Executive Coaching Series

Corporate Life Span and the Work of Ichak Adizes: A "Cliffs Notes" Version

White Paper


Robert A. Mines, Ph.D., Daniél C. Kimlinger, MHA, Yvette Moore, Sally Hull, Ph.D., Patrick Hiester, MA, & Marcia S. Kent, MS

When coaching executives it can be helpful to have a broad view and historical framework to assess the challenges faced in a given organization and to understand the role that the executive has with the respective challenges. In developmental psychology there are predictable, qualitative changes and milestones that individuals face over their life spans. Adizes (1999) and his colleagues, in their collective work, have written extensively on a parallel developmental process for organizations. This white paper is an introduction to Adizes' model and considerations for an executive evaluating complex problems faced by his or her organization.

Adizes (1999) described a number of predictable stages that organizations either develop and navigate through or face failure if they do not successfully navigate through the transition. At each stage there are predictable challenges that require resolution. These challenges involve changes in structure, role, authority, power, and influence.

Adizes' model covered organizations from their inception to dissolution. An important element of developmental models is that they assist in assessing normal versus abnormal problems, whether in the individual or the organization.

Adizes, The Corporate Life Span (www.adizes.com):

A brief description of each stage follows:

The organization exists as an idea in the founder's mind. The task of the founder is developing commitment commensurate with risk, reality testing, thinking through details, being product-oriented, and the founder being in control. The danger of courtship is that the idea must stand up to reality-testing or otherwise, as Adizes stated, "it is only an affair" (Adizes, 1999).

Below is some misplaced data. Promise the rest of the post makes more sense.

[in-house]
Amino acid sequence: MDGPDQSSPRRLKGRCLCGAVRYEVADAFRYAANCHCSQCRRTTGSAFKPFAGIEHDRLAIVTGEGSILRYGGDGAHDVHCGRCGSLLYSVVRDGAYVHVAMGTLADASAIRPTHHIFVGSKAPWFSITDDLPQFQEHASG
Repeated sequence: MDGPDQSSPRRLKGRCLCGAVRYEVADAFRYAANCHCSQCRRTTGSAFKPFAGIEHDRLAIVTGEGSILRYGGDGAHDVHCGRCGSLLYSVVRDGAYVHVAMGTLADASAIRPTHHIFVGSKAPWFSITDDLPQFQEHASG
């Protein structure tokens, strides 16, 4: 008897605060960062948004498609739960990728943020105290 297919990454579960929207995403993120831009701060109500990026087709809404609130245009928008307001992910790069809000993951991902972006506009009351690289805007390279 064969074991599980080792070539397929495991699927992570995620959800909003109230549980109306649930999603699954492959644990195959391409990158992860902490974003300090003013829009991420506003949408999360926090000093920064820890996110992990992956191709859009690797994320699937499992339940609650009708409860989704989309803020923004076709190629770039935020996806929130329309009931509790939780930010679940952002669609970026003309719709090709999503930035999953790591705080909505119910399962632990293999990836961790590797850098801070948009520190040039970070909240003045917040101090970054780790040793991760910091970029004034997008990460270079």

"The focus in this stage shifts from ideas and possibilities to the production of results" (Adizes, 1999, p. 33). Sales become the goal, while the reality is that the organization continues to tinker with its product. The sales effort has to be strong or the organization runs out of money and dissolves. The "infant mortality" occurs when the founder suffers from boredom, loses control of his or her creation, or loses liquidity (Adizes, 1999, p. 47). The tasks at this stage are to:

maintain a product orientation
respond to questioning investors
continue commitment
keep a positive cash flow
manage risk
manage lack of managerial depth

There are few systems and no delegation in a one person show. The founder manages by crisis and makes mistakes. The CEO will need a supportive home life, a supportive board of directors, a changing leadership style, access to short term financing, and will need to hone the skills of a benevolent dictator.